The first book that I can remember being totally and utterly sucked into though was the classic Lord of the Rings by J.R.R. Tolkien.  I was around eleven at that time and I just couldn’t put that one down.  This has led to a lifelong love of fantasy literature.

Opening Ceremony: a series that you love that has a lot of excitement and fanfare surrounding it.

For this one I’m going to pick Marissa Meyer’s The Lunar Chronicles.  This is such an awesome series and there is usually a lot of hype around a new release.  The books easily live up to the excitement though.  It does remind me of a regular discussion I had with my parents.  Every time I mentioned Harry Potter they’d react by saying “bah, it’s all hype.”  No matter how often I tried to convince them that the hype was well justified, it happened every time.  That is until I gave them a Kindle and access to my Kindle library and Dad actually started reading Potter…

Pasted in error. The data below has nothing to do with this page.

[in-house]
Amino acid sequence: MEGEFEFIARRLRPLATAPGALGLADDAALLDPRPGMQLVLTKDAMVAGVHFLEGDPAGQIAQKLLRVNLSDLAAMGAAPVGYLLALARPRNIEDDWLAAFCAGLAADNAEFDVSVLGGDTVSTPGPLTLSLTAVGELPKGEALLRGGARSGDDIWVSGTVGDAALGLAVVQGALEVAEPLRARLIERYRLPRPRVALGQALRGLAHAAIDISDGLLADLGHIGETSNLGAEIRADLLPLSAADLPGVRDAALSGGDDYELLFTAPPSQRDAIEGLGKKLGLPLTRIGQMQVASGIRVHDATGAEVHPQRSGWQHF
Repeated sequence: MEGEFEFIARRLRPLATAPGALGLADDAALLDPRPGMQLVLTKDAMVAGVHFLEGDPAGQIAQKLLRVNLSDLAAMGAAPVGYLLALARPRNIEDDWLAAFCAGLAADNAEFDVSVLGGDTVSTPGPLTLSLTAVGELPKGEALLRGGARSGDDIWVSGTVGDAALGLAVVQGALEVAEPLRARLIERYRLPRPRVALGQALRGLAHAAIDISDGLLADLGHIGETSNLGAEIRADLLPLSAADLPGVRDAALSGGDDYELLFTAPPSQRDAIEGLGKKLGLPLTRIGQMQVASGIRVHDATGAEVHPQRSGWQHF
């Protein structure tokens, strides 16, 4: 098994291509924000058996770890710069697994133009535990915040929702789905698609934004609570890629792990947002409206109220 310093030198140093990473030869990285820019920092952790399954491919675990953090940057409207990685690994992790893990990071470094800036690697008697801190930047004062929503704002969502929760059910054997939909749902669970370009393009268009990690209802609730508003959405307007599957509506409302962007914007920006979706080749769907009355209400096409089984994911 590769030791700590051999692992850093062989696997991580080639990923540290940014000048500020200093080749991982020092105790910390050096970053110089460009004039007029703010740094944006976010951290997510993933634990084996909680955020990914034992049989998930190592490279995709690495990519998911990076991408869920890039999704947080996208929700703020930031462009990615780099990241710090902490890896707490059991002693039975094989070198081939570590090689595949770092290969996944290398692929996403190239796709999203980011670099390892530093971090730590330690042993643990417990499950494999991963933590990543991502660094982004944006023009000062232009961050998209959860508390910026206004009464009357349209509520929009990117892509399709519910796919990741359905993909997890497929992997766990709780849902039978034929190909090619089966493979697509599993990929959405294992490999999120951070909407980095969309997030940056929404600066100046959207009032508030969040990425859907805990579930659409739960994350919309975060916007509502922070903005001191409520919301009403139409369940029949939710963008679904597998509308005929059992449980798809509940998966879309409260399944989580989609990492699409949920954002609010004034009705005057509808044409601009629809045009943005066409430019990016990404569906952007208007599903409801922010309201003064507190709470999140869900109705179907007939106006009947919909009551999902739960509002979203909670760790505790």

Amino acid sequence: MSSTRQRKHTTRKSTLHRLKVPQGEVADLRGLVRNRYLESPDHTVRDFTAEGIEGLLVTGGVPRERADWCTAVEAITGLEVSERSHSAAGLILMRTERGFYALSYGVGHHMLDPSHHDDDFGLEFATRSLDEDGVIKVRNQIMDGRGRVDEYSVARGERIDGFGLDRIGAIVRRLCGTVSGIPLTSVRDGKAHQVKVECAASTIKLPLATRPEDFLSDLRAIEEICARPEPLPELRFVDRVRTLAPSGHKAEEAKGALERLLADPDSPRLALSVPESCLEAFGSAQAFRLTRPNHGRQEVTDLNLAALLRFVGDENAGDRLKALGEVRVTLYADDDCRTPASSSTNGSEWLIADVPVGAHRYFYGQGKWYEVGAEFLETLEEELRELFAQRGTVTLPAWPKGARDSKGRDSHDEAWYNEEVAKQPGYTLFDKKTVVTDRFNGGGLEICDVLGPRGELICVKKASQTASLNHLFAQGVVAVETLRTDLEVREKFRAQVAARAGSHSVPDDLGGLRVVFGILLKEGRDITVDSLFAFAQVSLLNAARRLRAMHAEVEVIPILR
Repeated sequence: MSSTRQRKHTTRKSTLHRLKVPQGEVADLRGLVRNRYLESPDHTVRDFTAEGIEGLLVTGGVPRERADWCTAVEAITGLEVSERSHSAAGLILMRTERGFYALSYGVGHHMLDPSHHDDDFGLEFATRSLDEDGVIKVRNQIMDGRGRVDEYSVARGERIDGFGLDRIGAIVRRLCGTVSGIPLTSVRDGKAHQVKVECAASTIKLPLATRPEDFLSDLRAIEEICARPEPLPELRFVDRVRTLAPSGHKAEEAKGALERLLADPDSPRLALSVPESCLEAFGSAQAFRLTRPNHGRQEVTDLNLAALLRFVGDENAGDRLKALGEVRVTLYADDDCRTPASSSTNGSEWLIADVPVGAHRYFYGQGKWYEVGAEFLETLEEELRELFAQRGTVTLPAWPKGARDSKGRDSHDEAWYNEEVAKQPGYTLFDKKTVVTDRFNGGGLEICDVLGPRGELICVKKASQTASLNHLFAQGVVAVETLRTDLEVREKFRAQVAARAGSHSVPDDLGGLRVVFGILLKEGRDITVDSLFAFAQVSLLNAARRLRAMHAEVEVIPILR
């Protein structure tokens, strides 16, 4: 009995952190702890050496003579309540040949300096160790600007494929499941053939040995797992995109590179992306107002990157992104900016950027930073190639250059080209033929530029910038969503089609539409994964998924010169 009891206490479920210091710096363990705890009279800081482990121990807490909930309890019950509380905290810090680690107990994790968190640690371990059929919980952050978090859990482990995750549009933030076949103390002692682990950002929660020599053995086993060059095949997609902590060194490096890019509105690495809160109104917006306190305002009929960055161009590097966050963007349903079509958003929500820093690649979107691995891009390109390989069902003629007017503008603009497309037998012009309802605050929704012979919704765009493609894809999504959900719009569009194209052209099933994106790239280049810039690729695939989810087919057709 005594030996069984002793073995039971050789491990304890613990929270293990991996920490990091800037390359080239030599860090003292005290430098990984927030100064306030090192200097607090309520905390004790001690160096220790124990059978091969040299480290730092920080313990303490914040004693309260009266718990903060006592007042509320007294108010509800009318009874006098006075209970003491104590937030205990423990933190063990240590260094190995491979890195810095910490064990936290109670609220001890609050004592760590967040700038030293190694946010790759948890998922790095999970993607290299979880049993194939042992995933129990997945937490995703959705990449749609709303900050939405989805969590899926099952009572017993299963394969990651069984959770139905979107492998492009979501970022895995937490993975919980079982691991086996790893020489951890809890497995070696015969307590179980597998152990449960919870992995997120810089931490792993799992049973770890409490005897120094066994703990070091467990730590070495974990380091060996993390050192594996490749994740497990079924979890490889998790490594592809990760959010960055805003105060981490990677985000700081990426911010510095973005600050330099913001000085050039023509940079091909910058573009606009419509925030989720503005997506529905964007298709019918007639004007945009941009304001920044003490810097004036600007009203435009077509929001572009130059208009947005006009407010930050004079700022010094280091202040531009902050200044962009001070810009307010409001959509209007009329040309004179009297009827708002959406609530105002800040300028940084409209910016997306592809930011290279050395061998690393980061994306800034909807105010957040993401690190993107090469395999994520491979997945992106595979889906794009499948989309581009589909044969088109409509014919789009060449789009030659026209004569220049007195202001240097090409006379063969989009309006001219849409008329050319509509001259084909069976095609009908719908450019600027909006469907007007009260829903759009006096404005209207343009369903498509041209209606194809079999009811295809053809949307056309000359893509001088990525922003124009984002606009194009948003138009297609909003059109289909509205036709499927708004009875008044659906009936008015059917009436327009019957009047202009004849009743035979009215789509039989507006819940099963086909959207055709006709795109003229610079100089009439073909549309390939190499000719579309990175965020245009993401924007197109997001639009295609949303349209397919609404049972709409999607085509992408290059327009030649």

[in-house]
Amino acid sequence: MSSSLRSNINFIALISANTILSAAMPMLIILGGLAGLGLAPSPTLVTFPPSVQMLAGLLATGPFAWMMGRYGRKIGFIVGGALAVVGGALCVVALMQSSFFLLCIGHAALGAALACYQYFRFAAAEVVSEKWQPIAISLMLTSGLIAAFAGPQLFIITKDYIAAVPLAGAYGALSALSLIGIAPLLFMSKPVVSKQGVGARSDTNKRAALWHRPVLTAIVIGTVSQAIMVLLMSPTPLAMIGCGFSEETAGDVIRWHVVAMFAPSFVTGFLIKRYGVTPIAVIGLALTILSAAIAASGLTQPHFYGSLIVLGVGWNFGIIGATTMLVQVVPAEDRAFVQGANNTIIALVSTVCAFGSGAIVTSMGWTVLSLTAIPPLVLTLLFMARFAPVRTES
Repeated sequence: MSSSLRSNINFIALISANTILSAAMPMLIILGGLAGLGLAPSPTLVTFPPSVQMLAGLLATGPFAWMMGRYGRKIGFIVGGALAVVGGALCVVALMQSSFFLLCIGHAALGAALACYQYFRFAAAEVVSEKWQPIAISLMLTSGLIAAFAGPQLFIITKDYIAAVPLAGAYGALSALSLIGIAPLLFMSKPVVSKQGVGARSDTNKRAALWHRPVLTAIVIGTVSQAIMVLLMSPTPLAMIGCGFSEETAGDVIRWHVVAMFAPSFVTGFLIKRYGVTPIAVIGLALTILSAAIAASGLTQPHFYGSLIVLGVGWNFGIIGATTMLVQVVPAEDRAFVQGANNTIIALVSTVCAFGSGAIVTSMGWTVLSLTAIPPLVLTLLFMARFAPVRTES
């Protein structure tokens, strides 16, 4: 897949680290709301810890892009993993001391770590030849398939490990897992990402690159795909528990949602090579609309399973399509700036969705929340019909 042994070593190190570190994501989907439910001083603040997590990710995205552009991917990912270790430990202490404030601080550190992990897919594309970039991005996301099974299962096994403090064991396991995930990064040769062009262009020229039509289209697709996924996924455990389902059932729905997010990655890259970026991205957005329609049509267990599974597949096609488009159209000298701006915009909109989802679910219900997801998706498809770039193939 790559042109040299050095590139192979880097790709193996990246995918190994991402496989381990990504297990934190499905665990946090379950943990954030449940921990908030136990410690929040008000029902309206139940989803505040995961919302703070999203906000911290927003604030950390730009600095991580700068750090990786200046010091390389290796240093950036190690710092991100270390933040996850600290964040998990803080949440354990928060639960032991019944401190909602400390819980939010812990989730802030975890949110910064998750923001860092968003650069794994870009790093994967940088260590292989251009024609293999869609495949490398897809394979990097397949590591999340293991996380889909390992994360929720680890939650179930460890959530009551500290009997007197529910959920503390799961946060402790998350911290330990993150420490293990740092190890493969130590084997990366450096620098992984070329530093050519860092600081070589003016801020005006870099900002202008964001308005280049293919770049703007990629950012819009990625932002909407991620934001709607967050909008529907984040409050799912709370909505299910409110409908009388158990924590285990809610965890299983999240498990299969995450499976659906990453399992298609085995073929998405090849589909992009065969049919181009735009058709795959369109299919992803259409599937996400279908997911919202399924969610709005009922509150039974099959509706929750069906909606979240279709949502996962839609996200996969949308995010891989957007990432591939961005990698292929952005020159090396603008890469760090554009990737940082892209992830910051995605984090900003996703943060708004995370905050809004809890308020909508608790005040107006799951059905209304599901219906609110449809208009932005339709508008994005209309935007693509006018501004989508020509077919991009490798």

Gymnastics: a book full of twists and flips.

My choice for this category is one that perhaps not many of you will have read yet.  I’m going to go with Caraval by Stephanie Garber.  I was lucky enough to get an Advanced Reader Copy at BEA this year and it’s definitely one of my top reads of 2016.  The world Garber has created is breathtaking and the ground is forever shifting from under our protagonist’s feet.  I really can’t wait til January when you all can read this and share your thoughts.

Wrestling: a book that you keep picking up and putting back down.

For me this has to be Red Rising and the rest of the popular trilogy by Pierce Brown.  I know, many people love this, but I have been unable to get into it despite a couple of attempts.  Sorry.

Track & Field: a book made up of a lot of parts.